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Albin Polasek


1879 - 1965
Inducted in 2004


Regarded as one of the foremost American sculptors of the 20th Century, Czech-born Albin Polasek served nearly 30 years as head of the sculpture department for the Art Institute of Chicago before retiring to Winter Park, Florida in 1949.  Polasek spent the last years of his life at a home and studio he designed and built at age 70 on Winter Park's Lake Osceola, where despite a debilitating stroke, he completed 18 major works before dying in 1965 at age 86.

Polasek was born in 1879 in Frenstat, Moravia, now part of the Czech Republic.  After serving as an apprentice woodcarver, at age 22 he immigrated to the U.S., following his two brothers, both priests, to Minnesota.  In 1905, he moved to Philadelphia for formal art training at the Pennsylvania Academy of the Fine Arts, where he studied under Charles Grafly, Jr., a renowned art educator and sculptor.   As a student, in 1907 he created Man Carving His Own Destiny, an homage to his personal struggle to establish himself in the world.  The sculpture became one of the most famous pieces (of more than 400) Polasek would create in his prolific career.

Before leaving the academy, Polasek became a naturalized American citizen.  In 1910, his sculpture Faith, Hope and Charity won Polasek the prestigious Prix de Rome competition, an honor giving him entre to the Italian art world.  For three years in Rome, he trained at the American Academy of Art.  In 1911, he created what would become one of his most famous (and controversial) works, The Sower, a classical study of the human form.  The bronze sculpture, which depicts a nude male sowing seeds, won honorable mention in the spring Paris Salon in 1913.  Back in the states, the statue created a public stir when the Chicago Institute of Art chose to put it on public display outside the building.  The piece was moved inside, and eventually found a permanent home in the Chicago Botanical Garden.

In 1916, the Chicago Institute of Art invited Polasek to join its faculty as head of its sculpture department.  He remained in the post for 27 years, gaining a national reputation as "the Chicago artist" for creating landmark sculptures for buildings and green spaces throughout the Windy City.   On the eve of his retirement in 1943, Polasek finished another iconic piece, Mother Crying Over the World, a lament on the danger facing the world's children at the outbreak of World War II.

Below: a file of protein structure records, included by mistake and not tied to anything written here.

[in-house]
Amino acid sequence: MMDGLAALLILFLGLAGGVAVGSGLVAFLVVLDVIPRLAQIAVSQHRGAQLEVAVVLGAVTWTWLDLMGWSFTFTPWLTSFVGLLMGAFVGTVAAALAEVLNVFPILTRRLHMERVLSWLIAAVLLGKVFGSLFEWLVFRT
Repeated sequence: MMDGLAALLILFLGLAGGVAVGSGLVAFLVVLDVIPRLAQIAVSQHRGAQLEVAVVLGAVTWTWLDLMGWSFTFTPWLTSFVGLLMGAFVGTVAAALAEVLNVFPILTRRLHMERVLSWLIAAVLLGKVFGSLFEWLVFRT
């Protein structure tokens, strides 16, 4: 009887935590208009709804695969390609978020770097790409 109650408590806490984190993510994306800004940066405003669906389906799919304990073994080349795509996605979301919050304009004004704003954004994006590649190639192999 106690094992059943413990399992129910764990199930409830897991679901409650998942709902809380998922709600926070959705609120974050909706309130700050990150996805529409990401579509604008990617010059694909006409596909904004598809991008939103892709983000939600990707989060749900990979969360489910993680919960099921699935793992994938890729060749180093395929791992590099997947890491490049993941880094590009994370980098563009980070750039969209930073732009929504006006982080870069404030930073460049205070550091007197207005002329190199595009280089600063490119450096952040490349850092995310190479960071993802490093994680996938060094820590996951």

Within months of his arrival in Florida in January 1950, Polasek suffered a stroke that left him paralyzed on his left side.  Confined to a wheelchair the rest of his life, he adapted and learned to paint, draw and (with assistance) sculpt clay with his right hand.  Later that same year he married, at age 70, for the first time.  Before her untimely death only 18 months later, Ruth Sherwood–a close friend for many years and a former student–helped her husband organize their 3-acre property on Lake Osceola into a comfortable home and workplace. 

In 1961, Polasek married Emily Muska Kubat.  The couple set up the Albin Polasek Foundation and transformed the Polasek's home into the Albin Polasek Museum and Sculpture Gardens, which remains one of Florida's most popular cultural attractions.  Before his death in 1965 at age 86, Polasek completed 18 major works at his Winter Park studio, including Victory of Moral Law.  A political commentary on the Hungarian Revolution, the bronze sculpture won worldwide acclaim in 1957.

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